Theories of referendum and the analysis of agenda-setting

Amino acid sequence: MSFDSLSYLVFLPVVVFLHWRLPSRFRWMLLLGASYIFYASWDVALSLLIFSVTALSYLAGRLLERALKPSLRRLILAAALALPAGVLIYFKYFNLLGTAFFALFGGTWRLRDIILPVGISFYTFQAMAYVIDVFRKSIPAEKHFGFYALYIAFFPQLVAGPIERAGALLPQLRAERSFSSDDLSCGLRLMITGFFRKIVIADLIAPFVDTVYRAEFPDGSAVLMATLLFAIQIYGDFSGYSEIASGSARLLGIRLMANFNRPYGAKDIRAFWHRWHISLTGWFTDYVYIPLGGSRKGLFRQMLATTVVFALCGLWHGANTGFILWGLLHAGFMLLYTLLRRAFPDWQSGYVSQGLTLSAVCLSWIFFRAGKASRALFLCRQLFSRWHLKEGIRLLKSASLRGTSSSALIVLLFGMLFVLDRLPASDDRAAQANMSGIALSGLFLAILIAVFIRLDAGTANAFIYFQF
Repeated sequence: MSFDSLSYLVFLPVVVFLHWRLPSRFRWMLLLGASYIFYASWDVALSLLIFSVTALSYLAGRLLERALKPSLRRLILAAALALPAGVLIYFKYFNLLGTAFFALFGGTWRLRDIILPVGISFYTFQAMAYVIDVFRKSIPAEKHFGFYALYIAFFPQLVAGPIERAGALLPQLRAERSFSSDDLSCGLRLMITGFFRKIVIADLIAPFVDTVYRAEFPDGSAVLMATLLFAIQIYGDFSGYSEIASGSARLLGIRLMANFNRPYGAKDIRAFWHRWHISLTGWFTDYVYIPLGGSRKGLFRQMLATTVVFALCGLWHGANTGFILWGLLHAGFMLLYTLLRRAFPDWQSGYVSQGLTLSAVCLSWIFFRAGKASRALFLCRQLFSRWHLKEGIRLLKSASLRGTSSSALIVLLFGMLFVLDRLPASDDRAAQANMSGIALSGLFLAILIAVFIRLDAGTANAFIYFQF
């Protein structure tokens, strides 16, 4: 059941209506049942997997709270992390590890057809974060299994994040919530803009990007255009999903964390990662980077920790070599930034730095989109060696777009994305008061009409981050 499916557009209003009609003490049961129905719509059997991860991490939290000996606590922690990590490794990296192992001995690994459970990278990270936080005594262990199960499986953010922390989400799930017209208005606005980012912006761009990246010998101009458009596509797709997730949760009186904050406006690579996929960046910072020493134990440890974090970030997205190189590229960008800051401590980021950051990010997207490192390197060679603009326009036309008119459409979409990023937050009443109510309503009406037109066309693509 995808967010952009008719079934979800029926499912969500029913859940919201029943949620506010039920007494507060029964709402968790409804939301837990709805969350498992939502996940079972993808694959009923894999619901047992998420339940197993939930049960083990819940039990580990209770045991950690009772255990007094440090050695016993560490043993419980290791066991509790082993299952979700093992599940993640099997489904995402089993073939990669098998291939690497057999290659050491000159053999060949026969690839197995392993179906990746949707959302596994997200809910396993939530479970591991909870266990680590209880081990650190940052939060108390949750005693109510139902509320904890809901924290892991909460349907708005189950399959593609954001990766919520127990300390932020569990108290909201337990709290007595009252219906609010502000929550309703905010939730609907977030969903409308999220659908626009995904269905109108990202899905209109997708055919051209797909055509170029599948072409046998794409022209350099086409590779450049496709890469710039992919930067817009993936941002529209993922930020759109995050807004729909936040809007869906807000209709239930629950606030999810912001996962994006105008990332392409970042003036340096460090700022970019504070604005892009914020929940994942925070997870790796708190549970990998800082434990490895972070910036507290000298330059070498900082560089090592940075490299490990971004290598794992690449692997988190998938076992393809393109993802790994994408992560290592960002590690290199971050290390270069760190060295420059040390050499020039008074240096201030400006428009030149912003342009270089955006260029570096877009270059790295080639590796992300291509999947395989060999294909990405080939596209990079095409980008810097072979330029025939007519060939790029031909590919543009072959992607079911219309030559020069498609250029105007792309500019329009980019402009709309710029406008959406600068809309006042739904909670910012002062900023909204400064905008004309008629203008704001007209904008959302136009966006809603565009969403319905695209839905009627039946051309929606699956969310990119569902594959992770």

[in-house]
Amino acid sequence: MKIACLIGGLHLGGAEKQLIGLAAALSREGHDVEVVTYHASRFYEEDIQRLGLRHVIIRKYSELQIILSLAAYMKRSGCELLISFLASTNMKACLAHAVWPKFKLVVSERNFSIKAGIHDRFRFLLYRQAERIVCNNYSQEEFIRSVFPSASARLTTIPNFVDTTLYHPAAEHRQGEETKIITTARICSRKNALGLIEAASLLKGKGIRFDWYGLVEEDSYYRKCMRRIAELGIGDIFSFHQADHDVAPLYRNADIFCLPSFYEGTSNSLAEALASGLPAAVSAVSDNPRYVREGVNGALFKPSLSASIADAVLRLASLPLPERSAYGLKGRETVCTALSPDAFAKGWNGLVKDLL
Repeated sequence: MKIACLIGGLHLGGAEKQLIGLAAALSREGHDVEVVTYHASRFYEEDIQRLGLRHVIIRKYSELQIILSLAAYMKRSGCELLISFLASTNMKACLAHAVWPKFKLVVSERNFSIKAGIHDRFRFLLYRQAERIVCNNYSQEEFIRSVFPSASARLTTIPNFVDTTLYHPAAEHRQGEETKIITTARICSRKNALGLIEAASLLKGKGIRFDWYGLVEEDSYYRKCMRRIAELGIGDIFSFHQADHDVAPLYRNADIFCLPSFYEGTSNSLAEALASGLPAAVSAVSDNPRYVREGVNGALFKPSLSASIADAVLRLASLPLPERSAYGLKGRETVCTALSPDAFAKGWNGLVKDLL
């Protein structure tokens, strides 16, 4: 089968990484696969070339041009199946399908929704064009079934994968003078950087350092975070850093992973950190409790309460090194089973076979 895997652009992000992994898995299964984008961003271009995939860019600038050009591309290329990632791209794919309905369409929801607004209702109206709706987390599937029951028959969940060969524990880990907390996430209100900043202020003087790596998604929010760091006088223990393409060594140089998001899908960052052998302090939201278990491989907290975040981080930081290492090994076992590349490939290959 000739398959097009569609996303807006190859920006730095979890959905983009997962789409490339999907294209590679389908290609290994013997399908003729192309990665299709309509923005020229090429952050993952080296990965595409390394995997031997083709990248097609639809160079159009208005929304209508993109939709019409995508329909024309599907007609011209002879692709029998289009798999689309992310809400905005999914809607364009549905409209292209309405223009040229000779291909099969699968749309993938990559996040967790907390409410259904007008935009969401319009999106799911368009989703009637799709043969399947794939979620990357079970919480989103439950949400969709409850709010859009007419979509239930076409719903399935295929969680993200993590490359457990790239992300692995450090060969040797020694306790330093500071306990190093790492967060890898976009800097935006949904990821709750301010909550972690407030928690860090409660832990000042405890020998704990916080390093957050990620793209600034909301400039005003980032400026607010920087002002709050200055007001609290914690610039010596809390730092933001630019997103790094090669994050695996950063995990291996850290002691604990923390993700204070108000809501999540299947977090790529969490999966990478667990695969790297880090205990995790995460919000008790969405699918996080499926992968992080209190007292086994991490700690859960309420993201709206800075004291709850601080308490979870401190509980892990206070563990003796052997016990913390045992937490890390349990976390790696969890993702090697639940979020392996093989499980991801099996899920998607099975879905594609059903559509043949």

The referendum is often considered to be a form of direct democracy, and is often justified in terms of results representing the will of the majority. This view is disputable for three reasons: i) based on the results of social choice theory, it may be argued that the outcomes of referendums may be arbitrary and open to various interpretations; ii) it is debatable what the role of popular majorities should be in decision-making; many theorists of democracy think that unchecked majority rule should not prevail; iii) because of the differences in agenda-setting, there is considerable functional variation between referendums. Different forms of referendums have also been justified by different theoretical arguments: popular initiatives have been promoted by radical democrats, whereas referendums used as a check on legislature have been supported by 'Madisonian' democrats. In the analysis of agenda-setting it is important to distinguish i) how and by whom the referendum is initiated and ii) on what kind of issues they may be held. The influence of the referendum on the political agenda depends on whether the referendum is initiated by representatives (ad hoc or optional referendum); or by a certain number of citizens (popular initiative); or whether it is a check on laws passed by the parliament (mandatory, suspensive and abrogative referendums). Furthermore, these distinctions are important for understanding the strategic character of referendums, i.e. the strategic use of optional referendums by the representatives (parliamentary parties, president etc.), or the representatives' anticipation and reaction to the possibility of the other forms of referendums. Referendum in 22 democracies are classified, and their 'functional properties' (Smith 1976) are analysed. In order to get a more precise picture on how referendums function as a part of political systems and how political actors use the referendum, three cases, Sweden, Denmark and Switzerland, are analysed. Although the idea of giving the people a say is the common element of all forms of referendums, the differences between agenda-setting institutions explain why, how and under whose control 'the people's voice' is heard.